Saturday's return as an opposing player after 13 years with the Colts will eventually pale in comparison to the one that'll come a year from now. Just wait until the Denver Broncos come in with quarterback Peyton Manning in 2013. I think the term hype will need to be redefined when that day arrives.
For now, however, Saturday will be a center of attention Sunday, from the time he steps into the foreign locker room. “I don't think I've ever even been to the visitor's locker room,” he said during a conference call Wednesday.
Saturday will display that old familiar stance, pointing to defensive schemes and making line adjustments, this time with Aaron Rodgers, rather than Manning, standing behind him.
It'll be surreal for Colts fans and strange for Saturday.
“It's all going to look different and, obviously, coming out and seeing the team,” Saturday said. “You're so accustomed to seeing that blue and the horseshoe and the whole deal. Hopefully I don't jog the wrong way early. I'll turn around and head back towards the right side.”
Saturday left the Colts in free agency, one of the painful goodbyes necessary when Colts owner Jim Irsay decided to stage a complete makeover of the team in building for the future. Saturday, Manning, Dallas Clark, Gary Brackett and Joseph Addai, among others, parted ways after last season.
Irsay offered Saturday a front-office job if he retired, Saturday said.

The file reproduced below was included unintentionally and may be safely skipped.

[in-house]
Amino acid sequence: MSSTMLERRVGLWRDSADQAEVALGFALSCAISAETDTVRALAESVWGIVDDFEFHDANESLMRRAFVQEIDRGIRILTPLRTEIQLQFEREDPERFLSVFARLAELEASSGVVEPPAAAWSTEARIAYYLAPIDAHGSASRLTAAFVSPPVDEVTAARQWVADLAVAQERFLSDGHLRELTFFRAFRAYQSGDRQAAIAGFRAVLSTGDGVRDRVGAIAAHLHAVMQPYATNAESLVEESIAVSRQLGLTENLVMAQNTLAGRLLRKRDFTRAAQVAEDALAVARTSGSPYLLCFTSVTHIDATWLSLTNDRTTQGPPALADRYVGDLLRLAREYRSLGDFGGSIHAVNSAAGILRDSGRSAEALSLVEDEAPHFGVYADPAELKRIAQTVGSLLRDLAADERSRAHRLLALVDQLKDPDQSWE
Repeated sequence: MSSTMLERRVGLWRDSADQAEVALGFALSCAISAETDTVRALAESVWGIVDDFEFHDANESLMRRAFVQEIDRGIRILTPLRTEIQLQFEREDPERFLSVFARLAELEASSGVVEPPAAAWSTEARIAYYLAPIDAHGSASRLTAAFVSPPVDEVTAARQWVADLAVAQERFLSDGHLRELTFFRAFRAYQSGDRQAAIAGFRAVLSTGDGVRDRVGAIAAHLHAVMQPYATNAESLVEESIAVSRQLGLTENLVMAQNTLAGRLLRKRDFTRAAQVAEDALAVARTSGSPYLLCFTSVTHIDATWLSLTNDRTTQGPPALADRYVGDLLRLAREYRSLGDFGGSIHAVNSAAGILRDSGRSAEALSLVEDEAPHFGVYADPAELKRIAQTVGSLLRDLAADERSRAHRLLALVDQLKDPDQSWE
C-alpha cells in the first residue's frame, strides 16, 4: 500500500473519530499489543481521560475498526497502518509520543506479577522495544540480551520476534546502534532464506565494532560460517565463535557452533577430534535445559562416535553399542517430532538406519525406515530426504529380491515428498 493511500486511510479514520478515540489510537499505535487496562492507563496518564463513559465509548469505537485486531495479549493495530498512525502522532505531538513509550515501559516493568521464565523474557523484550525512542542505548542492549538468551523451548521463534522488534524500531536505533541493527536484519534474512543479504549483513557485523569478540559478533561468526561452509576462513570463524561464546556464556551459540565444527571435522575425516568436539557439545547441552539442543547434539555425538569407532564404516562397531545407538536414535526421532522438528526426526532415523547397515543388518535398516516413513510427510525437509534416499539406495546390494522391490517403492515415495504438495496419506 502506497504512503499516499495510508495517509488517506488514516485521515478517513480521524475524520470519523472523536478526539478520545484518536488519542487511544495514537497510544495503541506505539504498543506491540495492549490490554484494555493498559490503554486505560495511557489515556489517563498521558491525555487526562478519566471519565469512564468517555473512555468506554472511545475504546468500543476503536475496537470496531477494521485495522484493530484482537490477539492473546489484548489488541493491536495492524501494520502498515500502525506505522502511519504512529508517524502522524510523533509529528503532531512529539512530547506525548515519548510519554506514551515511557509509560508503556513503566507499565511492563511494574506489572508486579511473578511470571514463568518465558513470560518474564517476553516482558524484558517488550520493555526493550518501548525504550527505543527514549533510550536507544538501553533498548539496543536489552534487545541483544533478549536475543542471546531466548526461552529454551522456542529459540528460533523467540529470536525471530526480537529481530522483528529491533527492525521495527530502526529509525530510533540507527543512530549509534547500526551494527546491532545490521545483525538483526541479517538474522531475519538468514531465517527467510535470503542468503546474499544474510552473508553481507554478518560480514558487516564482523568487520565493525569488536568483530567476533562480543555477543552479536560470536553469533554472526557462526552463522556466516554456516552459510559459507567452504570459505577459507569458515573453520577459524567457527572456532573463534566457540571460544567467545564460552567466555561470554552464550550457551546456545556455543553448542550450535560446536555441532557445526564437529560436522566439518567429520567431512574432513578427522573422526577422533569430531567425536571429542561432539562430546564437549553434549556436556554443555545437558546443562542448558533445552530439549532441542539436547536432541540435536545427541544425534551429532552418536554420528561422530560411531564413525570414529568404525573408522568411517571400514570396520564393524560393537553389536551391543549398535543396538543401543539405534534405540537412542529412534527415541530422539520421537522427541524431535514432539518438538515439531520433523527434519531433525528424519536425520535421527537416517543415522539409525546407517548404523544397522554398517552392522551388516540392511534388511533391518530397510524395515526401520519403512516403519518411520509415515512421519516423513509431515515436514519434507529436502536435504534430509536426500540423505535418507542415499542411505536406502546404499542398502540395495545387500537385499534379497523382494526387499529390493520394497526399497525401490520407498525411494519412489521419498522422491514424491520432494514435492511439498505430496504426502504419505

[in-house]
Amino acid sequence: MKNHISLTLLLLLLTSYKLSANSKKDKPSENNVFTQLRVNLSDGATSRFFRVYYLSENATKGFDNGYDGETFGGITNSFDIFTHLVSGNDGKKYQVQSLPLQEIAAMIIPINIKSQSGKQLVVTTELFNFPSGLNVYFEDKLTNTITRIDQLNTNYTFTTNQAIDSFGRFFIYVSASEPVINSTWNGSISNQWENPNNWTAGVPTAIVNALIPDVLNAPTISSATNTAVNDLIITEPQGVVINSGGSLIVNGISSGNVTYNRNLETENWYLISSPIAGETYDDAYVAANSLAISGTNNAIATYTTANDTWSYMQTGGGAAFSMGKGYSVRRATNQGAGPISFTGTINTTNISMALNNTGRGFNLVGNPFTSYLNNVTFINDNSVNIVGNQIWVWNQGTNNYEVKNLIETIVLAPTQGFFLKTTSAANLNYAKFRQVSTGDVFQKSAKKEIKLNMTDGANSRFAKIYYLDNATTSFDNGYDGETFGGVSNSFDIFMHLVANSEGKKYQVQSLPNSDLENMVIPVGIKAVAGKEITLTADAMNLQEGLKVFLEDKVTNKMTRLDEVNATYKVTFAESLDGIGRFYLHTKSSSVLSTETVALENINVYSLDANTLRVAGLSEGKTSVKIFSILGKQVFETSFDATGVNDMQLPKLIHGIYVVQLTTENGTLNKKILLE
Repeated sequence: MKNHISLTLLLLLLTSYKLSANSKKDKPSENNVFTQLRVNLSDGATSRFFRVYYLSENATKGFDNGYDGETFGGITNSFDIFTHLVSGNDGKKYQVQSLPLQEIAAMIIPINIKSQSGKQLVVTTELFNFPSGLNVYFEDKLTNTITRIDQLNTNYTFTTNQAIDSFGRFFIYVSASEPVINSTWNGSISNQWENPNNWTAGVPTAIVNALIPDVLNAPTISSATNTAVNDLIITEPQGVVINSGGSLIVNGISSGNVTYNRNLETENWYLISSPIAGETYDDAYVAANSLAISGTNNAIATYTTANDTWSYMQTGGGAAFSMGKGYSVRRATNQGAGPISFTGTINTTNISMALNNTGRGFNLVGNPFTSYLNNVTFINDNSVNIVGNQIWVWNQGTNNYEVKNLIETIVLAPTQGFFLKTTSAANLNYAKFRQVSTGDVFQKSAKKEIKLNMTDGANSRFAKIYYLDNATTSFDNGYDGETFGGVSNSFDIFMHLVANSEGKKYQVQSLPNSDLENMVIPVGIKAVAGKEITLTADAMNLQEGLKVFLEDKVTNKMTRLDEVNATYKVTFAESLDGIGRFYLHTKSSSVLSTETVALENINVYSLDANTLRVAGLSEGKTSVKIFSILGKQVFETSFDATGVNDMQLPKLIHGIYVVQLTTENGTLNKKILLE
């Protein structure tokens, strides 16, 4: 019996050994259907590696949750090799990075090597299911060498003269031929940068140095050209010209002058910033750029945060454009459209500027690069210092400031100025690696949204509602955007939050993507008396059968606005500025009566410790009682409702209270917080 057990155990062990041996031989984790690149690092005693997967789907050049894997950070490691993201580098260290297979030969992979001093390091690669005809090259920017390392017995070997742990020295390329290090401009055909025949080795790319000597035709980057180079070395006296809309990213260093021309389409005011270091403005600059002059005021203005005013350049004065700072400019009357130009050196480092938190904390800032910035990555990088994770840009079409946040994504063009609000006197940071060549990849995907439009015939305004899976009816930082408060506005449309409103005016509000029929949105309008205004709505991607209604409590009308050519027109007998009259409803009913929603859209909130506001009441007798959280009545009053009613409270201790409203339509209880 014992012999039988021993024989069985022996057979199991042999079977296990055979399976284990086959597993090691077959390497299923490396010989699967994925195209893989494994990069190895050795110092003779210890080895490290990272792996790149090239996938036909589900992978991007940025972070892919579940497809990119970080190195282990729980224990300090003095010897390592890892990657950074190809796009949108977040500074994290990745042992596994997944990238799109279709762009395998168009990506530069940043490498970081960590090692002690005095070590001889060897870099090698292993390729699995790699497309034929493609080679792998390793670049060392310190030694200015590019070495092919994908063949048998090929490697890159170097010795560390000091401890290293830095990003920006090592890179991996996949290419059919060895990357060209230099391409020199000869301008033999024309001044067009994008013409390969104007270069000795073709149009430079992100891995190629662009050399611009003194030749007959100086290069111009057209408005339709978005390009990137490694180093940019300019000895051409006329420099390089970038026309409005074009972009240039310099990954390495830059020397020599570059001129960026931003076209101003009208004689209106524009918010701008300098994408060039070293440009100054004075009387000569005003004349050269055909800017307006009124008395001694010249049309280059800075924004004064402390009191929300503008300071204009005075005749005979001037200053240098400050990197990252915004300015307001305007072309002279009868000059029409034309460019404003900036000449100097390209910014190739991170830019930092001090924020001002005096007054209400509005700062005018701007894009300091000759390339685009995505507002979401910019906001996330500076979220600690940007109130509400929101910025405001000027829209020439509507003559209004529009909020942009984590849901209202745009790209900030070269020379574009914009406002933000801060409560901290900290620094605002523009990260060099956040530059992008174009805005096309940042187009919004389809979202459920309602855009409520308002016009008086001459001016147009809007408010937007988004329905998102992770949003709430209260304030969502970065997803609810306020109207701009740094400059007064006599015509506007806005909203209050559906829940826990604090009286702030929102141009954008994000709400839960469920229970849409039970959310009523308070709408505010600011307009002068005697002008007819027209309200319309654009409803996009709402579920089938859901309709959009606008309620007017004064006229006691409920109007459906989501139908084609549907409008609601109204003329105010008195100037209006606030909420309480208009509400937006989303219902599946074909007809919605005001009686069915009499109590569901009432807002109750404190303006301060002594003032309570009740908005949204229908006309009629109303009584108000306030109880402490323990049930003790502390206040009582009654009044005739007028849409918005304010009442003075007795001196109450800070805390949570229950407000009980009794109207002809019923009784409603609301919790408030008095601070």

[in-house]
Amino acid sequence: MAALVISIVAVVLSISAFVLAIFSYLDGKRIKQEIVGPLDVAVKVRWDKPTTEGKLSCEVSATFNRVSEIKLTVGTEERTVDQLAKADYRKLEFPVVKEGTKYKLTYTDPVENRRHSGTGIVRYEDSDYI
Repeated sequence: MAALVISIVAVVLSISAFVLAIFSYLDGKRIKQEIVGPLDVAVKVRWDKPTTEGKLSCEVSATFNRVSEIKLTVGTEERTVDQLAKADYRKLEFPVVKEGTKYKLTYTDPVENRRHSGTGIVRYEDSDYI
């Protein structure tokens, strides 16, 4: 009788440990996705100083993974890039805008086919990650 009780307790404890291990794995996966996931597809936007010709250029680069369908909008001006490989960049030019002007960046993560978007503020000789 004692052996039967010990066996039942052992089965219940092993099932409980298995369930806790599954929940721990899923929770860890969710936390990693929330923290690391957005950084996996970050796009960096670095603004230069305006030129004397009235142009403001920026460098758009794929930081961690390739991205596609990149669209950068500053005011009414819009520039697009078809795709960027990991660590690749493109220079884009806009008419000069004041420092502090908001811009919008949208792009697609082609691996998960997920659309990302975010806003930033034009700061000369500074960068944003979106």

“I gave it its due consideration,” Saturday said of potential retirement. “I didn't know what I was going to do, to be very frank. I think I made that frank with everybody. I was going to give myself time to decide. I went through it, my wife and I prayed about it and talked about it."
The opportunity to sign with a Super Bowl contender intrigued Saturday, who had been such an integral part of the Colts' run of seven straight seasons with 12 or more wins, two AFC Championships and one Super Bowl title.
He also went from playing with one elite quarterback in Manning to another in Rodgers.
Rodgers is younger and more mobile than Manning, but both are adept at running a high-octane offense that requires substantial physical and cerebral play from the center.
“You're going with two great quarterbacks who know how to win football games, and it's fun,” Saturday said. “You watch them do their thing, and you can get caught up in being a fan of those guys as well. I love watching both of them play. I still watch Peyton play his games. We still text back and forth. It's exciting when you get around players who are good football players and make plays. It's fun to hang around.”
Saturday said it took him a while to get used to wearing the Packers uniform. He and his family plan to return to Indianapolis where he still has a home once he retires, probably after next season. He said he would consider a post-career job with the Colts.
The Colts usually show a video highlight when former players return, and undoubtedly will for Saturday, who not only represented the Colts so well but also worked to end the last NFL labor dispute as a player representative. Saturday expects a warm reception.
“I hope they put some good stuff up there,” Saturday said of the expected video salute. “You appreciate it. As a player, man I gave the same as I'm doing here I gave everything I had. I played as hard as I could. I felt like I led the team on and off the field and did the best job that I could. I'm proud of the time that I was there and always look fondly upon that time.”
Colts fans look fondly on Saturday's time playing in Indianapolis, no question. His return as an opponent may prompt some melancholy.
It'll also prepare them for another similar, even more emotional, old-home day next year.
Green Bay at ColtsKickoff: 1 p.m. Sunday at Lucas Oil Stadium
TV: FOX, Ch. 33.2
Radio: WOWO, 1190-AM
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